David Bourget (Western Ontario)
David Chalmers (ANU, NYU)
Rafael De Clercq
Ezio Di Nucci
Jack Alan Reynolds
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Bioethics 23 (9):497-502 (2009)
In this paper, I explore one way to bring bioethics and environmental ethics closer together. I focus on a question at the interface of health, sustainability, and justice: How well does a society promote health with the use of no more than a just share of environmental capacity? To address this question, I propose and discuss a mode of assessment that combines a measurement of population health, an estimate of environmental sustainability, and an assumption about what constitutes a fair or just share. This mode of assessment provides an estimate of the just and sustainable life expectancy of a population. It could be used to monitor how well a particular society promotes health within just environmental limits. It could also serve as a source of information that stakeholders use when they deliberate about programs, policies, and technologies. The purpose of this work is to focus attention on an ethical task: the need to fashion institutions and forms of life that promote health in ways that recognize the claims of sustainability and justice.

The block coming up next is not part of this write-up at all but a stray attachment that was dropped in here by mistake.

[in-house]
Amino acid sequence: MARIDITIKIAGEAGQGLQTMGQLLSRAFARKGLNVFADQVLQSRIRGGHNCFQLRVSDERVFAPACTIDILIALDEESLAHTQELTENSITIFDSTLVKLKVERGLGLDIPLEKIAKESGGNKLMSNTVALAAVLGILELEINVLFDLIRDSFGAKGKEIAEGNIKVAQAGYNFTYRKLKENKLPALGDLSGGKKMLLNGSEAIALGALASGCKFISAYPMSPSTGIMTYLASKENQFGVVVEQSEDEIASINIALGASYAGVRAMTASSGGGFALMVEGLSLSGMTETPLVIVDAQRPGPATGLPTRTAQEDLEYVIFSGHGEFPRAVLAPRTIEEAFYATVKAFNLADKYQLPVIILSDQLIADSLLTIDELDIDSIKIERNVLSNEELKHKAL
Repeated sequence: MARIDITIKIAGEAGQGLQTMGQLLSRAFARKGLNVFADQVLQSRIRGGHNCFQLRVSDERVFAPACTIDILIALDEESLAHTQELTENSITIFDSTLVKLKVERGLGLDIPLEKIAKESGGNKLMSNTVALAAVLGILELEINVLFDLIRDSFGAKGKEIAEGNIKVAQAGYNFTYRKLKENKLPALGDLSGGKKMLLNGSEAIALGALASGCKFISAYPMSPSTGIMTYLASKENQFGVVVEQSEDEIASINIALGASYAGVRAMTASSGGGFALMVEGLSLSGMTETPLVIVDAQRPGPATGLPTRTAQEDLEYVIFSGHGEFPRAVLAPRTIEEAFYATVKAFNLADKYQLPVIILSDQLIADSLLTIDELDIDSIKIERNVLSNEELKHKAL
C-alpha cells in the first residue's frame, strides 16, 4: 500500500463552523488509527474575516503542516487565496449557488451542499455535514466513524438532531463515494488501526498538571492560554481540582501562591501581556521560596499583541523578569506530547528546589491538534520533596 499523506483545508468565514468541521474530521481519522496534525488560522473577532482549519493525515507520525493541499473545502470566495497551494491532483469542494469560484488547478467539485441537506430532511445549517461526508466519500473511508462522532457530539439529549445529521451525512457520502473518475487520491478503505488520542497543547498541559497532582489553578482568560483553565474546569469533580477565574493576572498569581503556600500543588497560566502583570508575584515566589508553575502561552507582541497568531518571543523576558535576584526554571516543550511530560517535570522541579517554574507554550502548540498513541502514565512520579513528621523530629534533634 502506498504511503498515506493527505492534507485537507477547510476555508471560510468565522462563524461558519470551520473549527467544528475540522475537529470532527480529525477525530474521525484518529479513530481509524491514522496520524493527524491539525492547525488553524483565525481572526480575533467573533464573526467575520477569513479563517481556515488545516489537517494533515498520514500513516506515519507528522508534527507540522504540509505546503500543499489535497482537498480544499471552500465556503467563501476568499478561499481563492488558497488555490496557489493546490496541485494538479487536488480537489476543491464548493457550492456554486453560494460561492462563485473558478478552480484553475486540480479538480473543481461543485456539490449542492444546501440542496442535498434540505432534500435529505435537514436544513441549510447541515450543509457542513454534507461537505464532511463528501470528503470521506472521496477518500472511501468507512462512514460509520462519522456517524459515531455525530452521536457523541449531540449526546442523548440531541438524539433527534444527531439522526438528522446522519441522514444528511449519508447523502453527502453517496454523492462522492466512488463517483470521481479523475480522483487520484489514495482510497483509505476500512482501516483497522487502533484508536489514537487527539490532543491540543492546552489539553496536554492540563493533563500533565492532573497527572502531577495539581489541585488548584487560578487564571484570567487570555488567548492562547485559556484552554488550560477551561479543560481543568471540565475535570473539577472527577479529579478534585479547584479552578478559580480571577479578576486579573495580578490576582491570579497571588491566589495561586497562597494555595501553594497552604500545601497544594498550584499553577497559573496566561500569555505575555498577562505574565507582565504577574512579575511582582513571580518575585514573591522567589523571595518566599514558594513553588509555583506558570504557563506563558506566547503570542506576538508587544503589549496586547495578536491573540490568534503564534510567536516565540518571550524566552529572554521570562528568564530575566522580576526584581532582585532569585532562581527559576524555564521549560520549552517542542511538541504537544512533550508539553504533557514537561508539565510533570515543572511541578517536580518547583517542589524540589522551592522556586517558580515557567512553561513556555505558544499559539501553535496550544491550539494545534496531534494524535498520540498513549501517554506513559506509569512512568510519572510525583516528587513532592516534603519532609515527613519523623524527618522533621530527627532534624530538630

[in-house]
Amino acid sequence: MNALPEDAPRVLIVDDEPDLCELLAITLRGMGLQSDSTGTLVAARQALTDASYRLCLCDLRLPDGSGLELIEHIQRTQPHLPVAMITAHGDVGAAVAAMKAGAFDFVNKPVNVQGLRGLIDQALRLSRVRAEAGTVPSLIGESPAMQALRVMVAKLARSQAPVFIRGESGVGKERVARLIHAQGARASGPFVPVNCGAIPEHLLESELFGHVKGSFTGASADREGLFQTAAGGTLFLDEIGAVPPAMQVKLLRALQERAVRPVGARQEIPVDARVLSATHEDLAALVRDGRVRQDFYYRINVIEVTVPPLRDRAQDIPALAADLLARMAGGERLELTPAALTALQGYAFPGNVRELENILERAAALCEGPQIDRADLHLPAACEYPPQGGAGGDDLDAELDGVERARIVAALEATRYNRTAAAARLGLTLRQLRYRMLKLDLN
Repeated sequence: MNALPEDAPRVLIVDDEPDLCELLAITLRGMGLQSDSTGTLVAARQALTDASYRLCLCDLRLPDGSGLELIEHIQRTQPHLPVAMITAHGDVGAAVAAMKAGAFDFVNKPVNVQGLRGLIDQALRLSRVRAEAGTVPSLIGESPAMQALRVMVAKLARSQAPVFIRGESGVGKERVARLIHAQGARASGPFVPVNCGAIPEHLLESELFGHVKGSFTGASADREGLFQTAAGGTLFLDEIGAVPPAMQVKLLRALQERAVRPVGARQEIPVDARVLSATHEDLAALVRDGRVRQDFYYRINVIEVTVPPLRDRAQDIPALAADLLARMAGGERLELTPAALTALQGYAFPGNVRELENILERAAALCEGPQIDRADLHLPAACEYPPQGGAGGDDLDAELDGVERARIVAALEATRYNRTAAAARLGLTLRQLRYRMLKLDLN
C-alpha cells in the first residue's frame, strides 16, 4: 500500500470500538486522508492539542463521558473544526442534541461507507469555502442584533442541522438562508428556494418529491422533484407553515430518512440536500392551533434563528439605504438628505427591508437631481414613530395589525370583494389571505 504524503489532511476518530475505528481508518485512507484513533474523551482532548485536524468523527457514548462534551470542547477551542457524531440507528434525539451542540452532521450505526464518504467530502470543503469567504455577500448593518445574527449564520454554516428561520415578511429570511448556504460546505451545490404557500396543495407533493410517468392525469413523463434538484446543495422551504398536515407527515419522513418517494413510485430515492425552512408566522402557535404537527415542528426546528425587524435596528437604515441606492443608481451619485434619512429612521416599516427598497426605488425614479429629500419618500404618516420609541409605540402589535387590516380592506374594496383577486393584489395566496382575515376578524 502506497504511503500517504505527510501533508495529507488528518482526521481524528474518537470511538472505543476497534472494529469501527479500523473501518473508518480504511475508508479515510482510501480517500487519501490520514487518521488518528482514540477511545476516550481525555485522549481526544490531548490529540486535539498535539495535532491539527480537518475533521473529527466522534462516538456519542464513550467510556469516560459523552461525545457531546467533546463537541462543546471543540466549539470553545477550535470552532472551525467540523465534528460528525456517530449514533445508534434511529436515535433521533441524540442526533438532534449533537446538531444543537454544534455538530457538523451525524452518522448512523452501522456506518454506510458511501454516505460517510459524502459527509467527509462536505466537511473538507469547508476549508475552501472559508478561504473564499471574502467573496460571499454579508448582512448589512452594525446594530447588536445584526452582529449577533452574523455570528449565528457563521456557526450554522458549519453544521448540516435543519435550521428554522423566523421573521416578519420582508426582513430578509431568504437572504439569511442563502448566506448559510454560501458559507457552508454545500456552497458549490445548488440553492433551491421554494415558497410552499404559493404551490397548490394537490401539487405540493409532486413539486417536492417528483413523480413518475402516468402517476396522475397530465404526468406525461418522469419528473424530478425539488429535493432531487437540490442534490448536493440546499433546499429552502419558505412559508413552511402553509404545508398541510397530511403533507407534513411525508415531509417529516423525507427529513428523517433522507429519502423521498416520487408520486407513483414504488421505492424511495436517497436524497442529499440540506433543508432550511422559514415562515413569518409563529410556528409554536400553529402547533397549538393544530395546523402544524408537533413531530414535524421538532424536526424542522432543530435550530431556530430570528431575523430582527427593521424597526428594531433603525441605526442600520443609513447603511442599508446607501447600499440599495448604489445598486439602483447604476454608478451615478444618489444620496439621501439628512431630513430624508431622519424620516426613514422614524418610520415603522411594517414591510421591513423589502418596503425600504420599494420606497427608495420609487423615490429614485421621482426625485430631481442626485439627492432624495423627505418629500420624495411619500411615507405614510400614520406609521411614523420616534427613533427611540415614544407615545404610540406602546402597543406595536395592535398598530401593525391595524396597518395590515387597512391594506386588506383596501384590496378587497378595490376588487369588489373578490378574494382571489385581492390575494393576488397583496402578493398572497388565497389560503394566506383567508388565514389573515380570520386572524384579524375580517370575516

|Keywords||environmental ethics health sustainability life expectancy justice bioethics ecological footprint|
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Citations of this work BETA
Jan Deckers (2013). Obesity, Public Health, and the Consumption of Animal Products. Journal of Bioethical Inquiry 10 (1):29-38.
Henk A. M. J. ten Have (2011). Global Bioethics and Communitarianism. Theoretical Medicine and Bioethics 32 (5):315-326.
Henk Have (2013). Global Bioethics: Transnational Experiences and Islamic Bioethics. Zygon 48 (3):600-617.
C. C. Macpherson (2014). Climate Change Matters. Journal of Medical Ethics 40 (4):288-290.
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